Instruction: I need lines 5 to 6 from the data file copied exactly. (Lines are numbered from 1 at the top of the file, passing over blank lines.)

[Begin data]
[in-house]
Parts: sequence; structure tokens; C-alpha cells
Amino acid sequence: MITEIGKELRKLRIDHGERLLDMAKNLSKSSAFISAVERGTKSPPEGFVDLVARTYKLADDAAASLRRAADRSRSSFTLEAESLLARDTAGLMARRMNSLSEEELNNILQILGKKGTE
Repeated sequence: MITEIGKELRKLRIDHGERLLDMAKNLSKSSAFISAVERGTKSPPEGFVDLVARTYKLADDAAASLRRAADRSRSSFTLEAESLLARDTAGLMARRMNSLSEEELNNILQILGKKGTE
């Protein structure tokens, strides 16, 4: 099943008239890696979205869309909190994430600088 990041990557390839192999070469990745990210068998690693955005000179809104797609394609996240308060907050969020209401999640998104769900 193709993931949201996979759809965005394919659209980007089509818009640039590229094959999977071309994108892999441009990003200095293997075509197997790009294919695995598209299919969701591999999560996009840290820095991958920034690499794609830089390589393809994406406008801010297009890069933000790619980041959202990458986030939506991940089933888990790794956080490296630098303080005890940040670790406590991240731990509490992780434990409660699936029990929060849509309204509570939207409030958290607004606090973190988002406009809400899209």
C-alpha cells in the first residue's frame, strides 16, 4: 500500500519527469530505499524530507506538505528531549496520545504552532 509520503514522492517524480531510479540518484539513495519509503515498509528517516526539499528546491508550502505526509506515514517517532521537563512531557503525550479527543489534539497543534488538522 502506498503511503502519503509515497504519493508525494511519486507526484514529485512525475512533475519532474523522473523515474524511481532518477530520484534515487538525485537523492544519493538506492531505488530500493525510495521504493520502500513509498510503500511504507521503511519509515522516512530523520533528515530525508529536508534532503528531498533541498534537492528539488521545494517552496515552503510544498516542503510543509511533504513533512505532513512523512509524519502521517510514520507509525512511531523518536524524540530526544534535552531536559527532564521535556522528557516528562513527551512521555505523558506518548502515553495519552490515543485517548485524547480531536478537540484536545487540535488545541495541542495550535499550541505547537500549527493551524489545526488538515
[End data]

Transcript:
């Protein structure tokens, strides 16, 4: 099943008239890696979205869309909190994430600088 990041990557390839192999070469990745990210068998690693955005000179809104797609394609996240308060907050969020209401999640998104769900 193709993931949201996979759809965005394919659209980007089509818009640039590229094959999977071309994108892999441009990003200095293997075509197997790009294919695995598209299919969701591999999560996009840290820095991958920034690499794609830089390589393809994406406008801010297009890069933000790619980041959202990458986030939506991940089933888990790794956080490296630098303080005890940040670790406590991240731990509490992780434990409660699936029990929060849509309204509570939207409030958290607004606090973190988002406009809400899209």
C-alpha cells in the first residue's frame, strides 16, 4: 500500500519527469530505499524530507506538505528531549496520545504552532 509520503514522492517524480531510479540518484539513495519509503515498509528517516526539499528546491508550502505526509506515514517517532521537563512531557503525550479527543489534539497543534488538522 502506498503511503502519503509515497504519493508525494511519486507526484514529485512525475512533475519532474523522473523515474524511481532518477530520484534515487538525485537523492544519493538506492531505488530500493525510495521504493520502500513509498510503500511504507521503511519509515522516512530523520533528515530525508529536508534532503528531498533541498534537492528539488521545494517552496515552503510544498516542503510543509511533504513533512505532513512523512509524519502521517510514520507509525512511531523518536524524540530526544534535552531536559527532564521535556522528557516528562513527551512521555505523558506518548502515553495519552490515543485517548485524547480531536478537540484536545487540535488545541495541542495550535499550541505547537500549527493551524489545526488538515